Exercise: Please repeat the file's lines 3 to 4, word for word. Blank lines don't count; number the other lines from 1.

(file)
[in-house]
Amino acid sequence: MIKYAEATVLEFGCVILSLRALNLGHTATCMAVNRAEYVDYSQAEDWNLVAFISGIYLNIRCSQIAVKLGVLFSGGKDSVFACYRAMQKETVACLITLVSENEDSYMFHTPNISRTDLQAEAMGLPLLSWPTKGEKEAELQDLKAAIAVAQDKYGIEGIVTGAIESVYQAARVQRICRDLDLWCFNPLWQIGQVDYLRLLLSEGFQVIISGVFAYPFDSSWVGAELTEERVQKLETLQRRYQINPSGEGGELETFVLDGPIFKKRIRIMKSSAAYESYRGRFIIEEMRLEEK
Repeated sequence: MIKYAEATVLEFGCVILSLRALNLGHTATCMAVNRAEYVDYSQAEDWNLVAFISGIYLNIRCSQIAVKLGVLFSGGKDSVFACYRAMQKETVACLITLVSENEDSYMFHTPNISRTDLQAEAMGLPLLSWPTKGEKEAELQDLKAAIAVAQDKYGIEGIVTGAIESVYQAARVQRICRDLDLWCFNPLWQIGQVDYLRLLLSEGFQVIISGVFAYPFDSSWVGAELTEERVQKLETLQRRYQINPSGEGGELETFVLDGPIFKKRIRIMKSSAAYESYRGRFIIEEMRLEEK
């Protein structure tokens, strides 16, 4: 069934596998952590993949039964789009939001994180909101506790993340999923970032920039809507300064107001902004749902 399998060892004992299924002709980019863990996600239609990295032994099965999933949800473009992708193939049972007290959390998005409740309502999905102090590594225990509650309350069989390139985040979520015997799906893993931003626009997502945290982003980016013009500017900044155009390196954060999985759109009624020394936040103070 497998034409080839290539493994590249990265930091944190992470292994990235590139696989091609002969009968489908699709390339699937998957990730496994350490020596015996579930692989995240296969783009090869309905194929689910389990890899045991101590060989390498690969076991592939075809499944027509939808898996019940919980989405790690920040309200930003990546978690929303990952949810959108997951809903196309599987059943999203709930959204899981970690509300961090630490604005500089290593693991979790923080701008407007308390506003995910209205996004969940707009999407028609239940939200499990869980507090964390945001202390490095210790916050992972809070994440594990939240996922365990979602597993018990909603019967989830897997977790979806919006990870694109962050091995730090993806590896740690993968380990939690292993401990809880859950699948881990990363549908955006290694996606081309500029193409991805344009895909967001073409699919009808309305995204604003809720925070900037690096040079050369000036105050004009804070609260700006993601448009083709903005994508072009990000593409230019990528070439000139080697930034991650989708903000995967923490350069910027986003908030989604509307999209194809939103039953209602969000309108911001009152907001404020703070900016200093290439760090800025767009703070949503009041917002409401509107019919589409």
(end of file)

Repeated sequence: MIKYAEATVLEFGCVILSLRALNLGHTATCMAVNRAEYVDYSQAEDWNLVAFISGIYLNIRCSQIAVKLGVLFSGGKDSVFACYRAMQKETVACLITLVSENEDSYMFHTPNISRTDLQAEAMGLPLLSWPTKGEKEAELQDLKAAIAVAQDKYGIEGIVTGAIESVYQAARVQRICRDLDLWCFNPLWQIGQVDYLRLLLSEGFQVIISGVFAYPFDSSWVGAELTEERVQKLETLQRRYQINPSGEGGELETFVLDGPIFKKRIRIMKSSAAYESYRGRFIIEEMRLEEK
């Protein structure tokens, strides 16, 4: 069934596998952590993949039964789009939001994180909101506790993340999923970032920039809507300064107001902004749902 399998060892004992299924002709980019863990996600239609990295032994099965999933949800473009992708193939049972007290959390998005409740309502999905102090590594225990509650309350069989390139985040979520015997799906893993931003626009997502945290982003980016013009500017900044155009390196954060999985759109009624020394936040103070 497998034409080839290539493994590249990265930091944190992470292994990235590139696989091609002969009968489908699709390339699937998957990730496994350490020596015996579930692989995240296969783009090869309905194929689910389990890899045991101590060989390498690969076991592939075809499944027509939808898996019940919980989405790690920040309200930003990546978690929303990952949810959108997951809903196309599987059943999203709930959204899981970690509300961090630490604005500089290593693991979790923080701008407007308390506003995910209205996004969940707009999407028609239940939200499990869980507090964390945001202390490095210790916050992972809070994440594990939240996922365990979602597993018990909603019967989830897997977790979806919006990870694109962050091995730090993806590896740690993968380990939690292993401990809880859950699948881990990363549908955006290694996606081309500029193409991805344009895909967001073409699919009808309305995204604003809720925070900037690096040079050369000036105050004009804070609260700006993601448009083709903005994508072009990000593409230019990528070439000139080697930034991650989708903000995967923490350069910027986003908030989604509307999209194809939103039953209602969000309108911001009152907001404020703070900016200093290439760090800025767009703070949503009041917002409401509107019919589409």